Asked in BiologyPsychologyNervous SystemCell Biology (cytology)
What do the excitatory neurotransmitters do?
June 29, 2008 11:50PM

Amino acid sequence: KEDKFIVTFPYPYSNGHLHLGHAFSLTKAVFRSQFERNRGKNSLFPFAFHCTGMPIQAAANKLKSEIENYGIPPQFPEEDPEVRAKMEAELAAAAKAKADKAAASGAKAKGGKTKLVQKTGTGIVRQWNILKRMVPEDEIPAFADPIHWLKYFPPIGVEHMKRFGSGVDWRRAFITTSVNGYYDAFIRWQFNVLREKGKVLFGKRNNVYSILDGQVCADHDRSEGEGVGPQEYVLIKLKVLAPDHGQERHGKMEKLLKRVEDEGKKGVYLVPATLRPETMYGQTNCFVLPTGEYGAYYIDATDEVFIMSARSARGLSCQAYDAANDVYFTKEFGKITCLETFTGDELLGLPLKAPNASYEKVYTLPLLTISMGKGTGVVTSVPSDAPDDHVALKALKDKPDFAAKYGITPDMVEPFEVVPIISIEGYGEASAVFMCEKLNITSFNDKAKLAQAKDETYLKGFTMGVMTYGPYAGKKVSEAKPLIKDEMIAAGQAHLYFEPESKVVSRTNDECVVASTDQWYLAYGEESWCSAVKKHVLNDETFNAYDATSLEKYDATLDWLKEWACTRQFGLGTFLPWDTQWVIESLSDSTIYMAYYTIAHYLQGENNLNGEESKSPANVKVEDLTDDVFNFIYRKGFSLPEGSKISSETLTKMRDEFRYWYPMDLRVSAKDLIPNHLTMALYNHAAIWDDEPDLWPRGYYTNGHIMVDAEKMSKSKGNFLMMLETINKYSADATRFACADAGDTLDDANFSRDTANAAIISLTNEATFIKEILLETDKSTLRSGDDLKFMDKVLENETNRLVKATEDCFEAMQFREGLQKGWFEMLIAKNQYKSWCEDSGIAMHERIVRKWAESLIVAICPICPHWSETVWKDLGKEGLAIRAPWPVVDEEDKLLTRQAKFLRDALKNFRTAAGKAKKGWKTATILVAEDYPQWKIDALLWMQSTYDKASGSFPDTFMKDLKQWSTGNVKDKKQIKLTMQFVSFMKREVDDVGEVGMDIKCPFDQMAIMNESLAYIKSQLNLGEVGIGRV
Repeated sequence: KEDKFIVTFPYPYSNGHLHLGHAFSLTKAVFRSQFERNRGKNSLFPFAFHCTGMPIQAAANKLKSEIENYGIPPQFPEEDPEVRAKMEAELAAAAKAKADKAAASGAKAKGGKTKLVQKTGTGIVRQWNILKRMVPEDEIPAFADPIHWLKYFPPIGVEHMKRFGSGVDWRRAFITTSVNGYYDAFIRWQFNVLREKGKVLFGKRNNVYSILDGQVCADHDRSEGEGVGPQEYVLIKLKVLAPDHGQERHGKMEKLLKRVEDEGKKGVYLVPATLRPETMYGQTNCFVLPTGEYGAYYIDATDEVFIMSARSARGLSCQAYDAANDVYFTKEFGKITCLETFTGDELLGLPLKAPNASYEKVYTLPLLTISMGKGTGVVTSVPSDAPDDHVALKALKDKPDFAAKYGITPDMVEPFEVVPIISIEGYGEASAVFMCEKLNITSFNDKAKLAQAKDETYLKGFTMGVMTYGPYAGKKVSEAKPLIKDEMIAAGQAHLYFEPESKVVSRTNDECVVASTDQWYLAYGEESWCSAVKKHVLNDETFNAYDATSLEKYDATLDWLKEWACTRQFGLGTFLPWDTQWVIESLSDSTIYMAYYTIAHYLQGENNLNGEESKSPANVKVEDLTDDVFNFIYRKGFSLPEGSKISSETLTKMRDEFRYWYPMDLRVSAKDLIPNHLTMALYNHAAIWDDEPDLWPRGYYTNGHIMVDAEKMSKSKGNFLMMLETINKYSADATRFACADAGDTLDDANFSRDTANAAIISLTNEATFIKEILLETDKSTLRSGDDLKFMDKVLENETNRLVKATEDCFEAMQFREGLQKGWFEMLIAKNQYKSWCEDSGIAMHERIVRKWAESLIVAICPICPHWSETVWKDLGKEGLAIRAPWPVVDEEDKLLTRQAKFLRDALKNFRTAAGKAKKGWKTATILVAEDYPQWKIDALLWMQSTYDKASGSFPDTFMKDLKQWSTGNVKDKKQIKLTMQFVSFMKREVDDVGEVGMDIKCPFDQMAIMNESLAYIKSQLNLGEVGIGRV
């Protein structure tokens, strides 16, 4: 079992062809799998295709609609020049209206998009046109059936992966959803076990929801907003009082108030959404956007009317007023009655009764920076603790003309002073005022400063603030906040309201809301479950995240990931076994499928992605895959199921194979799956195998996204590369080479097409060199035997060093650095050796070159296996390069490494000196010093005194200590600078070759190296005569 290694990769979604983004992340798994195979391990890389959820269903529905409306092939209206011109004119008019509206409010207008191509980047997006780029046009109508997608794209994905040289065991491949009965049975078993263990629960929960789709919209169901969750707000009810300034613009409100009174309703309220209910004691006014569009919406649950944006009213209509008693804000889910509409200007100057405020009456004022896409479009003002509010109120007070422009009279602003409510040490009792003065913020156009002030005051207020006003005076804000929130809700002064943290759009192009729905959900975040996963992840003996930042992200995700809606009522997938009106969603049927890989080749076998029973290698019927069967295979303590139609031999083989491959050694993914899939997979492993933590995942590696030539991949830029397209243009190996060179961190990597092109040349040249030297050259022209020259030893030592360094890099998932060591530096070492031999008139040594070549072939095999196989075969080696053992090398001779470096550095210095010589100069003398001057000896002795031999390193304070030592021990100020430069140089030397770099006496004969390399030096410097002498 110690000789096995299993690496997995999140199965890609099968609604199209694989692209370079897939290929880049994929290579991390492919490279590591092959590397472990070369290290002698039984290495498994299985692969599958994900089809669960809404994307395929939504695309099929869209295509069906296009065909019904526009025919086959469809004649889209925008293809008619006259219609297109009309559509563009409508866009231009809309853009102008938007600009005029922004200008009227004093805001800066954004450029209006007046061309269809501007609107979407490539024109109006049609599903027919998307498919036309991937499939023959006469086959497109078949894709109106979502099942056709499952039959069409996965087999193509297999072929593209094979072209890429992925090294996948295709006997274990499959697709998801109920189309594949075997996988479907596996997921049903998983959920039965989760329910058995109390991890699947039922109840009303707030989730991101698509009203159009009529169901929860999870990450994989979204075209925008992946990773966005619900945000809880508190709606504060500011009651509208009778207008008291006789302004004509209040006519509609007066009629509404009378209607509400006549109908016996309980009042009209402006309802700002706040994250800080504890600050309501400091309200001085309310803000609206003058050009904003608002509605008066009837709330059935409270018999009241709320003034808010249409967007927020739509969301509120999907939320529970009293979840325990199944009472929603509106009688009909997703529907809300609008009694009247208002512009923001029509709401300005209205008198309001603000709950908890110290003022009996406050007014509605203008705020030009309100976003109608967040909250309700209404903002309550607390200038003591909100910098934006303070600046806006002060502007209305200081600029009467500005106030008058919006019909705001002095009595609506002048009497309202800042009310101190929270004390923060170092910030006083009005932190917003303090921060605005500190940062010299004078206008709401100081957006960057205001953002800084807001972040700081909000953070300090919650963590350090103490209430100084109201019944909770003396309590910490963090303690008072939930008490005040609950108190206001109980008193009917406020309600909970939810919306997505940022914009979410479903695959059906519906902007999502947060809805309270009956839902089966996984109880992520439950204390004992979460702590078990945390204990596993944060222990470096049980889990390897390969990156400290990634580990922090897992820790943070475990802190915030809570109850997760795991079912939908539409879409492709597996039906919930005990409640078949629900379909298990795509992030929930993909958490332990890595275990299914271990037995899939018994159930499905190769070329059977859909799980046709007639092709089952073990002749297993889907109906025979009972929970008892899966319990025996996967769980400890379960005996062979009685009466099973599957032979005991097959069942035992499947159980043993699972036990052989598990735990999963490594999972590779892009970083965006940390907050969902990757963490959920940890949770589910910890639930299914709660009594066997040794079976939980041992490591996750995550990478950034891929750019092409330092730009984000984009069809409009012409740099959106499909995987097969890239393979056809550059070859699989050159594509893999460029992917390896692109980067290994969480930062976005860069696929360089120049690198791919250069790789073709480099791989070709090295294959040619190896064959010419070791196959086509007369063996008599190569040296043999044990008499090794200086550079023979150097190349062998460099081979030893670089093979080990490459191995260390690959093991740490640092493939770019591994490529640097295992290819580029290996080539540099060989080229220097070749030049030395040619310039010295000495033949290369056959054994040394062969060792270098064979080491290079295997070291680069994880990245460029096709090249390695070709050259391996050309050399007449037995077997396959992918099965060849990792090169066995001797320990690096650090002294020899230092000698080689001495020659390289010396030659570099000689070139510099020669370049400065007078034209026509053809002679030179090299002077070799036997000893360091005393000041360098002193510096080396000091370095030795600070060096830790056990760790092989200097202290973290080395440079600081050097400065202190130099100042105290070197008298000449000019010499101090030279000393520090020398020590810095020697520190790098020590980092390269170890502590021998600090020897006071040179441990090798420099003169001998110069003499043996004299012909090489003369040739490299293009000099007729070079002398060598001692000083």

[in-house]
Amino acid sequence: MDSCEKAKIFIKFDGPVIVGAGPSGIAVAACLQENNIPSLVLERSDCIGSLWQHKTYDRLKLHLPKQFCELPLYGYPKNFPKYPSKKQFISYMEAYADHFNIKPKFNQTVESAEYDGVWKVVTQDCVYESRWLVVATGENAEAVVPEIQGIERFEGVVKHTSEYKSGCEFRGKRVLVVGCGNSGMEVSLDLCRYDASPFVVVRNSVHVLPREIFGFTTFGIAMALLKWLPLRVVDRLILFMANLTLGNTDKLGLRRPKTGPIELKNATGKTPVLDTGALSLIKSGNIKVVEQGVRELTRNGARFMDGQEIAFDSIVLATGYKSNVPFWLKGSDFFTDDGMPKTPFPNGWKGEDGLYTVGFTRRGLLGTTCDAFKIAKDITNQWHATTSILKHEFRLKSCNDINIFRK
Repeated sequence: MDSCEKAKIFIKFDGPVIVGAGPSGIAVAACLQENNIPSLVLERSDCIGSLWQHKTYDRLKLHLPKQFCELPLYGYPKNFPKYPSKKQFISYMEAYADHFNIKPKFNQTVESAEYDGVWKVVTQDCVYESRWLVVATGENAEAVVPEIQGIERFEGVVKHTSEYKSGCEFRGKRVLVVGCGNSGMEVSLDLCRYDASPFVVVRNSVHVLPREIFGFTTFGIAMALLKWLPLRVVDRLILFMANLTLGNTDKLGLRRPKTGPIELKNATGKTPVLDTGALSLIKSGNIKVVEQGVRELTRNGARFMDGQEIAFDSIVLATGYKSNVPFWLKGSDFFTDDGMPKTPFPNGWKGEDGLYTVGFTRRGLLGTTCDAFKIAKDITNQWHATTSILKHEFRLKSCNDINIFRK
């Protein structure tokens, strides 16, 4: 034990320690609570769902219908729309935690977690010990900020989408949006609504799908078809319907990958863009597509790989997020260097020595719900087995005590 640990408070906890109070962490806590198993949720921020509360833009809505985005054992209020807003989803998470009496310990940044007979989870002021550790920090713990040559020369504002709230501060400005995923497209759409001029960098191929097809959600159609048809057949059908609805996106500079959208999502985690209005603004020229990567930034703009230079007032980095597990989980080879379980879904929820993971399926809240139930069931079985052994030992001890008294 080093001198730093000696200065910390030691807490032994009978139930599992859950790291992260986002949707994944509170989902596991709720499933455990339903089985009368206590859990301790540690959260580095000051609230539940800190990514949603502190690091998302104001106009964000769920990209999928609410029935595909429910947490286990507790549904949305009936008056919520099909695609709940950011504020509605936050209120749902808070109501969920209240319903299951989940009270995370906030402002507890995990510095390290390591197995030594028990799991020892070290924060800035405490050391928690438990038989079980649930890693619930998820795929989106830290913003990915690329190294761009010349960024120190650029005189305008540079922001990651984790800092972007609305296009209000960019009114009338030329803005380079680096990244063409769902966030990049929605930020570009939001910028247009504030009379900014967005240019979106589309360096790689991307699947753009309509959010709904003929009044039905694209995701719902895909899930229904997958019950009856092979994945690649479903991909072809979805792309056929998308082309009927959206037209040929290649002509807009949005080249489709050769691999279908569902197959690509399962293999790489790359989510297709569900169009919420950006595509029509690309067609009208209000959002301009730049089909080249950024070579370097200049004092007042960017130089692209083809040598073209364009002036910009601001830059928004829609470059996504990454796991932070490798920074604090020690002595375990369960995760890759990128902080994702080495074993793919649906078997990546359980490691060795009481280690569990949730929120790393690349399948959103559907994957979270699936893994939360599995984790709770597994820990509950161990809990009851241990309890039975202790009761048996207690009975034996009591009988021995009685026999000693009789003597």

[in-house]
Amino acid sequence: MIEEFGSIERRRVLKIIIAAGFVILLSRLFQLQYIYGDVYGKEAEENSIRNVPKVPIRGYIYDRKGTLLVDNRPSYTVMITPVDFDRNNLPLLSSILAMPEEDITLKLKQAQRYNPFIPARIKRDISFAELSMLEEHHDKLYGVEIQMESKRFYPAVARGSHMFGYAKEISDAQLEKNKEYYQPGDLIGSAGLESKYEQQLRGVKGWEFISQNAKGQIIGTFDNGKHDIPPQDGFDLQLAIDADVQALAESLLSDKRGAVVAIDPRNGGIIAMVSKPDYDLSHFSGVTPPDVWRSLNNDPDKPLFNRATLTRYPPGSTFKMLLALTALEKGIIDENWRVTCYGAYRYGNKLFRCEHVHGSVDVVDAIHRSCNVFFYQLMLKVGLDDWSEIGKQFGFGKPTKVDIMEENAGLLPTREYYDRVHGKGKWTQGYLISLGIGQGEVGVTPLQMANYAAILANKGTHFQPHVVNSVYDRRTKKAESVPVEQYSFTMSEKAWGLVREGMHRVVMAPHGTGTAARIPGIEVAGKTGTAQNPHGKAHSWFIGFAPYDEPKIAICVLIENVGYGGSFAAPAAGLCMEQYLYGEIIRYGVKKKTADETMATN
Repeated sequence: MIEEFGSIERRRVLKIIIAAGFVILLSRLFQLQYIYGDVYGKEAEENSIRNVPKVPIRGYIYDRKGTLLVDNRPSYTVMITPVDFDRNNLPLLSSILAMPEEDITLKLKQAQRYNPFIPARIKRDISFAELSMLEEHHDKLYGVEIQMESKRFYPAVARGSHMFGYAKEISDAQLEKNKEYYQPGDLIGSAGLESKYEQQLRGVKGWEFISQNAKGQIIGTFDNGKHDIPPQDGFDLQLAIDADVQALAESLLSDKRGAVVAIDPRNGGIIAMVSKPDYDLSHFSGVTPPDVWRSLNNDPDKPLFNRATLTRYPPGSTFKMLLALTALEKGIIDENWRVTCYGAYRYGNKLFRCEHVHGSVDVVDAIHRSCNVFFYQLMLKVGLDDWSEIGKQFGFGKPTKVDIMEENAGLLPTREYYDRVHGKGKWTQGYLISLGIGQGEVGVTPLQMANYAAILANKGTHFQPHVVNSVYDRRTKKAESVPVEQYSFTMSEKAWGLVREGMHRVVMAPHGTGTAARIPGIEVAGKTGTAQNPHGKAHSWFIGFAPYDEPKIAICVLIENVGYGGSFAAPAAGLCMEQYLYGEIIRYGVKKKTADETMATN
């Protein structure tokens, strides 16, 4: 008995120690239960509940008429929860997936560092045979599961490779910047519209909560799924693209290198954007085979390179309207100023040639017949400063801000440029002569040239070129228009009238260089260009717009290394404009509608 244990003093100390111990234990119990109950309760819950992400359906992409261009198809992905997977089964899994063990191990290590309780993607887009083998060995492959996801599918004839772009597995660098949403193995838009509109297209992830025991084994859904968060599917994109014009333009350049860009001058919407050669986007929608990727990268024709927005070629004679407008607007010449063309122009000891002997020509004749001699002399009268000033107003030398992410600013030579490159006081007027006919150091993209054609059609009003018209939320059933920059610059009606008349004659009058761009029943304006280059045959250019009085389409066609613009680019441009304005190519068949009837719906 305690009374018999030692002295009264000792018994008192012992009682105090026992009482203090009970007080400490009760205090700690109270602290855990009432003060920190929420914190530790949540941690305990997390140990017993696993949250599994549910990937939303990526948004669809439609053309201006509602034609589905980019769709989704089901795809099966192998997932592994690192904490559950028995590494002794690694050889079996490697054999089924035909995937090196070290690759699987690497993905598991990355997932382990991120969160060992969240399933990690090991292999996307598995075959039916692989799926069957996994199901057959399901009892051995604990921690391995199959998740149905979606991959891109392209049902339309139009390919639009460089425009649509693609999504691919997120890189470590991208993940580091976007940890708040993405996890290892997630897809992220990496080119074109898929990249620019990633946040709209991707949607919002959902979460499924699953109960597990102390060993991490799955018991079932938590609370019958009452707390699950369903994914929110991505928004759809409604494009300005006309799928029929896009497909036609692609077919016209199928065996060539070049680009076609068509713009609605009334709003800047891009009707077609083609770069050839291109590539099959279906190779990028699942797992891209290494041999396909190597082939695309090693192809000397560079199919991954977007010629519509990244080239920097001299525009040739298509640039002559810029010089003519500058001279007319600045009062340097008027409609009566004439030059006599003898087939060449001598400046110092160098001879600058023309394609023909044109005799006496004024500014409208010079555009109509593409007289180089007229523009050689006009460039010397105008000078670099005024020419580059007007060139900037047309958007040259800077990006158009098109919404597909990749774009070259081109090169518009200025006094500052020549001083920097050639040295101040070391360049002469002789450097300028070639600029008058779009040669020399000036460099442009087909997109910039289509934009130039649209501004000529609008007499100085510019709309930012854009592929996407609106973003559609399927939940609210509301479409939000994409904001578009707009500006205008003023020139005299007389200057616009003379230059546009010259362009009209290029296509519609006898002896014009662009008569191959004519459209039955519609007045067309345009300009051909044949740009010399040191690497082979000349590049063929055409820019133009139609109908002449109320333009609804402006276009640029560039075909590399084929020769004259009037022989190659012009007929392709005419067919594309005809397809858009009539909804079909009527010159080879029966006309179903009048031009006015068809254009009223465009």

Exitatory neurotransmitters, such as acetylcholine and glutamate, bind as ligands to ligand-gated channel proteins. Once these neurotransmitters have binded to these transport proteins, the channel opens between the outside and inside of the cell. Once open, sodium (Na+) ions tend to rush into the cell from the outside along with the electrochemical gradient, because these ions want to go from high concentration and positive membrane charge to where there is a lower concentration of Na+ and a more negative membrane charge. This action depolarizes the membrane, meaning the difference in voltage between the inside and the outside of the cell membrane becomes less negative. Depolarization of the cell membrane increases the likelihood of firing an action potential down that neuron, opening calcium (Ca2+) channels in the synaptic terminals, causing an influx of calcium, which causes vesicles filled with neurotransmitters to fuse to the presynaptic membrane, releasing the neurotransmitters into the synapse, starting the whole process over again.